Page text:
1. Thank you so much for reading this post Aiva, as well as your valued comments. You are so right that we must learn from our history, that is what ultimately forms us into the people we are today. Although it was a difficult visit, I’m glad we went – it was a way for us to pay tribute to our forefathers and the difficulties they experienced in their lives. Enjoy your weekend, Corna 🌸.

      Liked by 1 person

  5. Diep treffende plasing hierdie, Corna. Dankie daarvoor. Dat n land so pragtig soos hierdie deur die jare – voor, tydens en na die Anglo-Boereoorlog – soveel bloedvergieting, twis en onderdrukking moes deurgaan. Ek wens net ons kan leer uit die verlede en beter doen in die toekoms. Maar ons politici se brode word gebotter wanneer ons vir mekaar kwaad en bang bly.

    Liked by 1 person

    1. Dankie Dries. Ja, terwyl ons nou weer so bietjie deur SA gereis het in Desember, het ons gesien hoe mooi hierdie land en sy mense is. Dis hartseer om oorlog en onmin te sien broei … sal ons ooit leer uit die verlede, ek wonder? Soos jy se, die politici maak dit nie altyd maklik om van mekaar te hou nie – maar dalk moet ons net aanhou probeer 🙂.

      Liked by 1 person

  6. It is such a tragedy to hear that so many children were casualties in the concentration camps. It seems so unfair that innocent children should be the ones to suffer for all this. Hopefully we as a society learn from our mistakes in the past and try to do better and be better people. Thanks for sharing. Linda

    Liked by 1 person

    1. Thank you for your valued thoughts Linda 💌. Yes, the suffering of innocent people during a war is not something that should leave anyone untouched. It was difficult to walk through this museum without being overcome with sadness … but we should not forget and hopefully, like you’ve said, learn from our past.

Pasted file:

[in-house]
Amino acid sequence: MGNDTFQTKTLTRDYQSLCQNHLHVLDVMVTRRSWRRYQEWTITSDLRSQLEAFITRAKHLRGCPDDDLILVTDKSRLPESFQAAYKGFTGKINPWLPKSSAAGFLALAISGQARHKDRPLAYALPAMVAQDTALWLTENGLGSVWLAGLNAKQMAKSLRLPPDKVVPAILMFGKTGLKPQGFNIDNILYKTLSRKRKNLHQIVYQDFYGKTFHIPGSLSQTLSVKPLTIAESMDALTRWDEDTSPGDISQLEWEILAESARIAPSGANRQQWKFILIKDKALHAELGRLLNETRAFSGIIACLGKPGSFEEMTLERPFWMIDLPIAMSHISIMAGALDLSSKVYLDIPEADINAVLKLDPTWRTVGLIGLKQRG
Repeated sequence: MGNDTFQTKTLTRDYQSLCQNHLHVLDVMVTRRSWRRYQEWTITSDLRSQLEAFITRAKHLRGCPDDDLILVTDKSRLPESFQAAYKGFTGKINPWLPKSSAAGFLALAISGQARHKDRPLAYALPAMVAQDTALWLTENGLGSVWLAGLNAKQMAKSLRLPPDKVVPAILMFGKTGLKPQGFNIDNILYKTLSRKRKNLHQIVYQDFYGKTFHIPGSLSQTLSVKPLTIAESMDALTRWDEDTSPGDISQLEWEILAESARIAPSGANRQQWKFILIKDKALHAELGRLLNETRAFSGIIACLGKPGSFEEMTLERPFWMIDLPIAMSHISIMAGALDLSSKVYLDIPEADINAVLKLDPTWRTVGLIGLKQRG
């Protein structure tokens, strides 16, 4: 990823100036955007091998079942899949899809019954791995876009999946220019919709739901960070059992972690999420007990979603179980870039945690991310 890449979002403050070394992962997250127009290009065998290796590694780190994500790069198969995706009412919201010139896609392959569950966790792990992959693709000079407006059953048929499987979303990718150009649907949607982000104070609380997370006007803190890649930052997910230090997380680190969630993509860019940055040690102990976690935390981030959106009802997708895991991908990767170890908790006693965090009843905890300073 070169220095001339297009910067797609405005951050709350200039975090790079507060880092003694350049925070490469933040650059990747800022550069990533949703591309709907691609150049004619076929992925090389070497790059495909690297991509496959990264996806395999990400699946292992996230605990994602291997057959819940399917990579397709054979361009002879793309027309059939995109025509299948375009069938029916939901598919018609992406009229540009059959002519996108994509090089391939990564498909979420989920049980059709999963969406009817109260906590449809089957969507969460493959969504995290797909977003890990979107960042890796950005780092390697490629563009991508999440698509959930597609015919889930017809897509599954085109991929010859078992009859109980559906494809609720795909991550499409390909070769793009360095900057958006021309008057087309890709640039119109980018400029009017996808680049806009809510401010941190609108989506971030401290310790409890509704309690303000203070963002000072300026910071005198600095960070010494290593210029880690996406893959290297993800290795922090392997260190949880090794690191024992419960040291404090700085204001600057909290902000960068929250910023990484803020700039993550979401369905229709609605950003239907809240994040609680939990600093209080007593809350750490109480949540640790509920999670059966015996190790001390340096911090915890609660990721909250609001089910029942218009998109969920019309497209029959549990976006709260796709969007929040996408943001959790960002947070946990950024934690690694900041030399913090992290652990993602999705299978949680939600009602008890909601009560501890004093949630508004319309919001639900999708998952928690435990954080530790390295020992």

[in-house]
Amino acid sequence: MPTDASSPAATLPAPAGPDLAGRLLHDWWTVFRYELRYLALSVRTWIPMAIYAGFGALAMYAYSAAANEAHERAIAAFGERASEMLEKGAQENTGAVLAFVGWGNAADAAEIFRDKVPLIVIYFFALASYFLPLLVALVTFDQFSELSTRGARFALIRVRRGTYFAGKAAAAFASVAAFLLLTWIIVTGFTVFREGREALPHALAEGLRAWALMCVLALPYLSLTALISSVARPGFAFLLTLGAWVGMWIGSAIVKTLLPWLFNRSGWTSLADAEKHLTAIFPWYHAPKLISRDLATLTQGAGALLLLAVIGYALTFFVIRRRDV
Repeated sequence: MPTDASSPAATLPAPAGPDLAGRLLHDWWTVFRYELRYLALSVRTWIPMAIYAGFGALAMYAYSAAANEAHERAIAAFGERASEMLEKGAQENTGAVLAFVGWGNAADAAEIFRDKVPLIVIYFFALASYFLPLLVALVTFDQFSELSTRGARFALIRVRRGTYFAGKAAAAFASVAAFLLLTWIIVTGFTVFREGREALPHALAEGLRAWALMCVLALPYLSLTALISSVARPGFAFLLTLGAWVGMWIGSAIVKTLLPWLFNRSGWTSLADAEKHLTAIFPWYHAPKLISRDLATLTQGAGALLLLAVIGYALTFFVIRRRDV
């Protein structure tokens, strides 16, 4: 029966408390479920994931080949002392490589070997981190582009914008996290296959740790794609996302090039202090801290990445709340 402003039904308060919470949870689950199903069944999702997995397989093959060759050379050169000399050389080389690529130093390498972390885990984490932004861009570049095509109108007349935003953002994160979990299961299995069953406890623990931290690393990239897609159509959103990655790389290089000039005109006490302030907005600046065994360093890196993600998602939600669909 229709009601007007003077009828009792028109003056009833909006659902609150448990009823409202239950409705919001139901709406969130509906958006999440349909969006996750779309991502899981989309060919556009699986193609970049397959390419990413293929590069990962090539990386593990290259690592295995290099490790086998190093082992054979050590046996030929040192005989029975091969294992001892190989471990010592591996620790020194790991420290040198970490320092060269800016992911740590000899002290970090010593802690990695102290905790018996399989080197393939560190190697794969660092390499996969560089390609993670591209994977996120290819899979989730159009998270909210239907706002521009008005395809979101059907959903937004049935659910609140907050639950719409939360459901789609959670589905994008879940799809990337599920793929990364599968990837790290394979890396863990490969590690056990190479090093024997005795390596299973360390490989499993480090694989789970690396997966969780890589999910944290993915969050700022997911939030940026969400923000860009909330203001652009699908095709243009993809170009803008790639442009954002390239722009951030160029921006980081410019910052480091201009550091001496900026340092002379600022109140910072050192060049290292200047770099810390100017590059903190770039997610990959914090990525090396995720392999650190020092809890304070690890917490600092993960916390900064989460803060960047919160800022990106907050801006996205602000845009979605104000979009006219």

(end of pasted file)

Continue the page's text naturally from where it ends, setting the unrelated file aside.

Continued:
Liked by 1 person

  7. I didn’t know much about this war – it seems like a struggle for dominance by colonizing powers, so cruel and terrible. I was so moved by the stories of the women and children who suffered in the concentration camps and lost their lives. Will humans never learn to live together? Thanks for this story.

    Liked by 1 person

    1. Yes Ruth, you’re right, it was much about colonising powers. It was just so ironic to read how many children and women died (and they didn’t even fight in the war). Thank you so much for reading – it was one of our most difficult posts to put together 😔.

      Liked by 1 person

    1. To be honest, history just confuse me! We do the same bad things over and over again to each other – it seems we’re non the wiser! But you’re right, the ball of wool is a brilliant structure … so typical of our Afrikaner women.


  8. Ek was baie jare gelede as ‘n kind by die Vroue museum, kan ook nie juis veel daarvan onthou nie. Dit is so ongelooflik hartseer wat almal gedurende oorloe moet deurgaan. Veral as dit kinders is wat daarby betrokke was. Ek sit hier en lees met ‘n knop in my keel. Baie dankie dat jy julle ervaring hier met ons gedeel het!
    Op ‘n vroliker noot, ek hou sommer baie van die bol wol en breinaalde!

    Liked by 1 person

    1. Ja Aletta, oorloe is, volgens my, onnodig en veroorsaak net hartseer. Ons besoek nie normaalweg sulke plekke nie, want ek raak tog te hartseer wanneer ek sien en lees van al die swaarkry … maar om een of ander rede het ons net gevoel om hier besoek af te le (en ek’s bly ons het, al was dit so emosioneel). Absoluut mal gewees oor daardie bol wol en breinaalde – dis nou ‘n kunsvorm wat nie sommer gaan uitsterf nie ☺️.
      Dankie dat jy kom saamlees het.


  9. I can just imagine the sadness that you felt when you read about the hundreds of children, women and men who died under such horrific circumstances and unfortunately brought on by other humans. Thank you for your post, helping also that these souls are not forgotten ❤️

    Liked by 1 person